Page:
Canadian High Commissioner to Ghana, Heather Cameron, has stated that the choices girls turning 15, make will determine whether Ghana is going to achieve the Sustainable Developmental Goals.
Speaking to Rainbow Radio at an Interactive Theatre session organized by the Canadian High Commission on Forced Marriage and Teenage Pregnancy, she said, the choices girls make in terms of how long they stay in school, when to have their first child will ''fundamentally affect whether Ghana is going to achieve the SDGs.''
She opined that, when girls stay in school longer and have a child later, it reduces poverty and the rate at which young mothers transmit poverty to their children.
Heather Cameron gave the assurance that, the Canadian High Commission will increase its focus on young girls in Ghana so they move forward.
‘’If Ghana is going to achieve the SDGs, the choices girls in particular make, girls that are turning 15 right now; their choices, when to have their first child, how long they stay in school, will fundamentally affect whether Ghana is going to achieve the SDGs because we know if girls stay in school longer, and have a child later, the chances of poverty being transmitted to their children, are greatly reduced, and so we are really going to increase our focus on girls over the next fear years, and help to support the great young women here in Ghana and help others move forward,’’ she said.
Canada she said has been a long standing partner to Ghana and ''all the way through our work; we’ve really put a lot of attention to improve the situation of women and girls who are spending less time collecting water, able to go to school more often and we’ve been really pleased to help support entrepreneurs both male and female here in Ghana.''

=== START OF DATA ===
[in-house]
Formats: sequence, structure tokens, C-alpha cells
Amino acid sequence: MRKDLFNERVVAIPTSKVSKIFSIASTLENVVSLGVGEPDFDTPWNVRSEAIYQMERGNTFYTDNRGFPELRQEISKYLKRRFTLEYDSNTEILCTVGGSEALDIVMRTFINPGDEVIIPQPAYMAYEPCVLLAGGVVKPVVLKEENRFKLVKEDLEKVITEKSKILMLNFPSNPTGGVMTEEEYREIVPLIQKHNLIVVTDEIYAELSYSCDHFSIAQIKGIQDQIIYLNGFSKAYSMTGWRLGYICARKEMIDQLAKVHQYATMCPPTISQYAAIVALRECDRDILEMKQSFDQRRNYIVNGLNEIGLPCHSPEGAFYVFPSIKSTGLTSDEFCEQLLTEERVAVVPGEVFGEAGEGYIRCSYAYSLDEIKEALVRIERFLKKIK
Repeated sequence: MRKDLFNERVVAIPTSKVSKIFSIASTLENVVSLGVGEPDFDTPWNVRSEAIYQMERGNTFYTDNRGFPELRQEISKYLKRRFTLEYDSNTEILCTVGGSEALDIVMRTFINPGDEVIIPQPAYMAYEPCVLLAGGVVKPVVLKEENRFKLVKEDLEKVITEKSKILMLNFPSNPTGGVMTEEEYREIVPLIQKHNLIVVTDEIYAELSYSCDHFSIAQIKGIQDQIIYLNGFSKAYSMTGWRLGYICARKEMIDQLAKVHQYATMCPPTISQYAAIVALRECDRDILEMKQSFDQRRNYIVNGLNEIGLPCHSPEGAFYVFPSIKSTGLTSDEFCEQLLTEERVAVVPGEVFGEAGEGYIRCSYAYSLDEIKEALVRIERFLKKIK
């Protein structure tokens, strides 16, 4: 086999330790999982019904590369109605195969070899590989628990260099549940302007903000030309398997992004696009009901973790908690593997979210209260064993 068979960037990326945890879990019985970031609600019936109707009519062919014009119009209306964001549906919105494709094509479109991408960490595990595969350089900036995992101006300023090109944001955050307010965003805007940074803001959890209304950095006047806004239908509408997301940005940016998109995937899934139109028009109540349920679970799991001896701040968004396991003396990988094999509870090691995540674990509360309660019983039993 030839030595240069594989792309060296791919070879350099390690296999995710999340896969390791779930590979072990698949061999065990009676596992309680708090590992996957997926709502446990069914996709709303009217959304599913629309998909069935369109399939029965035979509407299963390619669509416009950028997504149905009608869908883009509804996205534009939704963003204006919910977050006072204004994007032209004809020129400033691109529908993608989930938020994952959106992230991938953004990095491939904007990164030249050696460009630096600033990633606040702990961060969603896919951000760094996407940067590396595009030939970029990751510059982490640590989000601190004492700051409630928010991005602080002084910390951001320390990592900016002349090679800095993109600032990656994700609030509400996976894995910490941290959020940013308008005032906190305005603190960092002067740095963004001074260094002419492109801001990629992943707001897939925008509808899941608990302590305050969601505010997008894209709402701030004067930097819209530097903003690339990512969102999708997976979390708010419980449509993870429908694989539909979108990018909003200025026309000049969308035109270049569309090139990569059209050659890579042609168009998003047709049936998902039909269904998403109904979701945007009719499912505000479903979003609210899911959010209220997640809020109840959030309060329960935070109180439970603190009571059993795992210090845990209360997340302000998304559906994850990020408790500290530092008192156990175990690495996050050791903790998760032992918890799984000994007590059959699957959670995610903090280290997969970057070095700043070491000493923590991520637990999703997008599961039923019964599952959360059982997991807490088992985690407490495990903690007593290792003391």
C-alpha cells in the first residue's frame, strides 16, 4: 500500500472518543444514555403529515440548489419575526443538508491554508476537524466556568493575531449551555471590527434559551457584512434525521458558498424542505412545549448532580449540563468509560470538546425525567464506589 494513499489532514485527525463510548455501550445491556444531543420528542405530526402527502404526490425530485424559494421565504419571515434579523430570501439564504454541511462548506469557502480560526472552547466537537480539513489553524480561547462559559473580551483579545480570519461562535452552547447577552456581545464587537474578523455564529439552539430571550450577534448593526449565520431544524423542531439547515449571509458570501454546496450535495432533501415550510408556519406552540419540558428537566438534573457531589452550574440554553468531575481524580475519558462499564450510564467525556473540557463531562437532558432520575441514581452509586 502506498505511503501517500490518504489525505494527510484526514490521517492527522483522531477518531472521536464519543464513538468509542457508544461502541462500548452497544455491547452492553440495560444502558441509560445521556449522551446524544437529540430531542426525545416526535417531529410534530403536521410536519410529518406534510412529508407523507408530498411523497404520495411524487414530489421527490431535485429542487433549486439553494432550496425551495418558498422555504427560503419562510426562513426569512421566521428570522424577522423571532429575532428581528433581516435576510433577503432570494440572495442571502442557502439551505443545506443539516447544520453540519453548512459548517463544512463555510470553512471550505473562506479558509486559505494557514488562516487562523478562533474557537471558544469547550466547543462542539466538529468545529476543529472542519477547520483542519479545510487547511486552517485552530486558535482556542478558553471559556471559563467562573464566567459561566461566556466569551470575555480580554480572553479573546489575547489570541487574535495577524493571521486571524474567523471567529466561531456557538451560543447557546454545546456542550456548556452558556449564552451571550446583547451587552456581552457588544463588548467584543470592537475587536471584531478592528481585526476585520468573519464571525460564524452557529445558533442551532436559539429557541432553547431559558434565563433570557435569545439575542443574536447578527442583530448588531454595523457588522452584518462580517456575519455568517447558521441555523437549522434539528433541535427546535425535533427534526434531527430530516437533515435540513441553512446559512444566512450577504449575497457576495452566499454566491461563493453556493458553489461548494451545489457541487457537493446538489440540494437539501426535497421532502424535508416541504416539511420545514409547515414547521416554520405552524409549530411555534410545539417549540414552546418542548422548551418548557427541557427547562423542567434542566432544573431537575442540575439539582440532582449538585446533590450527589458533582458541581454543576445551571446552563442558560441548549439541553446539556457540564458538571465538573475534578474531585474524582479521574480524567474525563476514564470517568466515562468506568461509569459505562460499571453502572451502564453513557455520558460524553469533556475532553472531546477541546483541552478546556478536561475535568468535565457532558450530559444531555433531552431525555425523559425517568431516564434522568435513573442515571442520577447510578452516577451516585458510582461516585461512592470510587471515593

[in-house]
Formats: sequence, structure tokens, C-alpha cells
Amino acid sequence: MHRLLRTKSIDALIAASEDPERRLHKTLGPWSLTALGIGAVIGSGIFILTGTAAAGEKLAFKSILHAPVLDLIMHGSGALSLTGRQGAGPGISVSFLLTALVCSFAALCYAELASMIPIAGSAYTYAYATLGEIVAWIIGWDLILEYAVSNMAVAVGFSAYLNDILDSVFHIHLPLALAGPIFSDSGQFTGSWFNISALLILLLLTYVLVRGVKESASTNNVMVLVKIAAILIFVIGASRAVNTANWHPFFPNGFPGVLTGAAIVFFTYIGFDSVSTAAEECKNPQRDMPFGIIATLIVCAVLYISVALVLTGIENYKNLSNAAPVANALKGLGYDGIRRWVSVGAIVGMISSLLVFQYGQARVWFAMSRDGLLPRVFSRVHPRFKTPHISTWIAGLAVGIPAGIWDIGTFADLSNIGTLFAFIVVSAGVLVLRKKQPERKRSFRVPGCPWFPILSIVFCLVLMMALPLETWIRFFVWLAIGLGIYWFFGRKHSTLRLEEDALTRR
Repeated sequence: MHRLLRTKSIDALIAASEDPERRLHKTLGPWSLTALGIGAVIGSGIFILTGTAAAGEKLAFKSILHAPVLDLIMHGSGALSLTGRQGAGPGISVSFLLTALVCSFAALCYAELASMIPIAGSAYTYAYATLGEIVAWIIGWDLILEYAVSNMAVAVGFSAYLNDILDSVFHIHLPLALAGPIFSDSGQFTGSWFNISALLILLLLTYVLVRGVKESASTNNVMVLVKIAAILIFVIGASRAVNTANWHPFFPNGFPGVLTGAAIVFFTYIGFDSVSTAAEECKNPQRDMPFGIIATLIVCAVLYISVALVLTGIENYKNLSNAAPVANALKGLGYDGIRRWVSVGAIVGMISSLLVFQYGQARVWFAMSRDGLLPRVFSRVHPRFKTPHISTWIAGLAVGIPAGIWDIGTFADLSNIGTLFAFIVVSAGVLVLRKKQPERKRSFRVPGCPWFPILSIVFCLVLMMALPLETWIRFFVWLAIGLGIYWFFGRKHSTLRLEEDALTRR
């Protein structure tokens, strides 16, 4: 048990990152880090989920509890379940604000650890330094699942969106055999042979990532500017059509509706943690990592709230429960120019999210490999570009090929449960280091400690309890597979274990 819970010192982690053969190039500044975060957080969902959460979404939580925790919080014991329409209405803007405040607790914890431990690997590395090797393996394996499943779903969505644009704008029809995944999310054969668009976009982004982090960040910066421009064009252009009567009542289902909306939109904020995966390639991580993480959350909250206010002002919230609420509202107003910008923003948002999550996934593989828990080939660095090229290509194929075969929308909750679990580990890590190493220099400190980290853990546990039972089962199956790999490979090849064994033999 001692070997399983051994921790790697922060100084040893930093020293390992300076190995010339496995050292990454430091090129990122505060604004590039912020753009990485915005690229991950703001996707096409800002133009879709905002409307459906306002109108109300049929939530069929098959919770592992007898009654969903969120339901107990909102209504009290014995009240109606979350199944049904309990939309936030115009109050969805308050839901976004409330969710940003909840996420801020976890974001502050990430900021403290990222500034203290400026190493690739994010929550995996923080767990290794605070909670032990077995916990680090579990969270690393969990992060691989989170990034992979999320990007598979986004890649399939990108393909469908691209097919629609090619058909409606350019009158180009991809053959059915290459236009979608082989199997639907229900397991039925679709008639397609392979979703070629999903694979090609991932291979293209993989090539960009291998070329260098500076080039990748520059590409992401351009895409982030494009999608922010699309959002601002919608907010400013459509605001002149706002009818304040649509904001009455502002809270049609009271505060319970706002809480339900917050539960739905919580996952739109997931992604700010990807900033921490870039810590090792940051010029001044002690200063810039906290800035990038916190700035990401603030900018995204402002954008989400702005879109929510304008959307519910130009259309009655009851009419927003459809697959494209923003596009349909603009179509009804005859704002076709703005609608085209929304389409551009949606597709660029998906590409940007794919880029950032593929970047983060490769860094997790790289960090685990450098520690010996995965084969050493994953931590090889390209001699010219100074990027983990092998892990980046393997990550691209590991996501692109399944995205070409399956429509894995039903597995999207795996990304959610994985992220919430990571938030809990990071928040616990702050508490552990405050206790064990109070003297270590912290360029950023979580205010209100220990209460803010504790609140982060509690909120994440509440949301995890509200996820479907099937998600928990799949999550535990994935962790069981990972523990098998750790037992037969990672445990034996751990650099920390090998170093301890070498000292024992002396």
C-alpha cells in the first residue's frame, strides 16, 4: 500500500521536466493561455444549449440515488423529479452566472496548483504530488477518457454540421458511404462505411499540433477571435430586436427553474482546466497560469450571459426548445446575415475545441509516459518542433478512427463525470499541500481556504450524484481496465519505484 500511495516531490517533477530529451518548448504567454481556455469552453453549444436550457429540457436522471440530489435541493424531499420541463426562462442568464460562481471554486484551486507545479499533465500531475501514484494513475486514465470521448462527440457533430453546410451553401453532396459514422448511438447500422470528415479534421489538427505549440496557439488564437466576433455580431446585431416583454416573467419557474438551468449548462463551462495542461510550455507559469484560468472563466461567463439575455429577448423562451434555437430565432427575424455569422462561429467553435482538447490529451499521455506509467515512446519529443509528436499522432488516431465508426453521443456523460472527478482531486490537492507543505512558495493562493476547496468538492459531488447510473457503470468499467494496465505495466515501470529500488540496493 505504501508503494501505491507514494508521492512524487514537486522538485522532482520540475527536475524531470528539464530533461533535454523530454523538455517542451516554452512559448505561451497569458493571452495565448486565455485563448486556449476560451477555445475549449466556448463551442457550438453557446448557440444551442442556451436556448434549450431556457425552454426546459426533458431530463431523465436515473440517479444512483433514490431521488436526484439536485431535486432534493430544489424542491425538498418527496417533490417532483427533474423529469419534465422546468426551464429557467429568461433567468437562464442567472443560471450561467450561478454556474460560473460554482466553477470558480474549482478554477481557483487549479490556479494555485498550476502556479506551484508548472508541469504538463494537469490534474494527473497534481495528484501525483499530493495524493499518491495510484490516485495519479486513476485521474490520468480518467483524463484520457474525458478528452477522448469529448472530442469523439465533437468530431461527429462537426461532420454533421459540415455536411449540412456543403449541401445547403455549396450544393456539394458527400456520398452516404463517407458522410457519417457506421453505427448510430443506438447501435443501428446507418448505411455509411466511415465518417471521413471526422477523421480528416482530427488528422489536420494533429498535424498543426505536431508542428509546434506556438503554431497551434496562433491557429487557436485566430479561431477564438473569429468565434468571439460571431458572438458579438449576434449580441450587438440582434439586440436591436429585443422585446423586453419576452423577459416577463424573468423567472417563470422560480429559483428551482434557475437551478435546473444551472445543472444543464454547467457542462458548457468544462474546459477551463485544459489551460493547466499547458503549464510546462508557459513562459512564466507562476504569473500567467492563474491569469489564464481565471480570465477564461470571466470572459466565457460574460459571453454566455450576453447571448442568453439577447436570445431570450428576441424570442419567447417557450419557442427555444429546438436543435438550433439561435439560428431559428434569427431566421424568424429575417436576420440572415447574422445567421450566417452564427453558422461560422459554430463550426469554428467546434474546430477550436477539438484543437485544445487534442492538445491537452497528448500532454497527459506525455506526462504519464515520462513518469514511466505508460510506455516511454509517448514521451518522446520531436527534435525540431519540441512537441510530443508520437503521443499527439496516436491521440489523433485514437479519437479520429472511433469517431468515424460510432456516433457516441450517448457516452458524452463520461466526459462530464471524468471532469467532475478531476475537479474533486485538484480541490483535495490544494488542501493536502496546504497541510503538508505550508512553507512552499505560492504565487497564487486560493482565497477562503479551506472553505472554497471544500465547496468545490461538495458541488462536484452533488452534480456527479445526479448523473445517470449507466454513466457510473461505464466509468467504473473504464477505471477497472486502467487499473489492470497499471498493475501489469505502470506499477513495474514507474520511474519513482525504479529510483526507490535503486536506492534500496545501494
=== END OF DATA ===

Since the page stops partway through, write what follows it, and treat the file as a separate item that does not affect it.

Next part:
According to her, there are so many young people with talents that needed support and the Canadian High Commission, will continue to support the youth.
The Interactive Theatre performance was staged by Act for Change, a non-governmental organization located in James-Town. The performance through the use of touch-tag, allowed the audience profess solutions to the challenges identified in the performance.
The SDGs, also known as Global Goals, build on the success of the Millennium Development Goals (MDGs) and aim to go further to end all forms of poverty.
The new Goals are unique in that they call for action by all countries, poor, rich and middle-income to promote prosperity while protecting the planet.
They recognize that ending poverty must go hand-in-hand with strategies that build economic growth and addresses a range of social needs including education, health, social protection, and job opportunities, while tackling climate change and environmental protection.
While the SDGs are not legally binding, governments are expected to take ownership and establish national frameworks for the achievement of the 17 Goals.
Countries have the primary responsibility for follow-up and review of the progress made in implementing the Goals, which will require quality, accessible and timely data collection. Regional follow-up and review will be based on national-level analyses and contribute to follow-up and review at the global level.